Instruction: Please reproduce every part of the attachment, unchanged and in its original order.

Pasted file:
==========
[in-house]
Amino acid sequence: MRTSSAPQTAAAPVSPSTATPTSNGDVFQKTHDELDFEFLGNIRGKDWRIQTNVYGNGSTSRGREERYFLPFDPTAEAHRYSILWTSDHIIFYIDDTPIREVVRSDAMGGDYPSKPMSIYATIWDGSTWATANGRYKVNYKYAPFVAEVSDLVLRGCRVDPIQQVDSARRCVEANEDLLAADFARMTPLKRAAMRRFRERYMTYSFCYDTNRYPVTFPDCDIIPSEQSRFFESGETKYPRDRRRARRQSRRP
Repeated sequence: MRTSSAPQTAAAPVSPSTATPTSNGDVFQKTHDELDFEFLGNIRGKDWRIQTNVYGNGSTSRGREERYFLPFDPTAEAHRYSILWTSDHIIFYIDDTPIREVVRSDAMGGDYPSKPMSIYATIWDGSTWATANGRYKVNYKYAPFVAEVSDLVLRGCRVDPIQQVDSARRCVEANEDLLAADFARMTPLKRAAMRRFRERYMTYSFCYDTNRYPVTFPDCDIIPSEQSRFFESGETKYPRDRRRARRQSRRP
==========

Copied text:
[in-house]
Amino acid sequence: MRTSSAPQTAAAPVSPSTATPTSNGDVFQKTHDELDFEFLGNIRGKDWRIQTNVYGNGSTSRGREERYFLPFDPTAEAHRYSILWTSDHIIFYIDDTPIREVVRSDAMGGDYPSKPMSIYATIWDGSTWATANGRYKVNYKYAPFVAEVSDLVLRGCRVDPIQQVDSARRCVEANEDLLAADFARMTPLKRAAMRRFRERYMTYSFCYDTNRYPVTFPDCDIIPSEQSRFFESGETKYPRDRRRARRQSRRP
Repeated sequence: MRTSSAPQTAAAPVSPSTATPTSNGDVFQKTHDELDFEFLGNIRGKDWRIQTNVYGNGSTSRGREERYFLPFDPTAEAHRYSILWTSDHIIFYIDDTPIREVVRSDAMGGDYPSKPMSIYATIWDGSTWATANGRYKVNYKYAPFVAEVSDLVLRGCRVDPIQQVDSARRCVEANEDLLAADFARMTPLKRAAMRRFRERYMTYSFCYDTNRYPVTFPDCDIIPSEQSRFFESGETKYPRDRRRARRQSRRP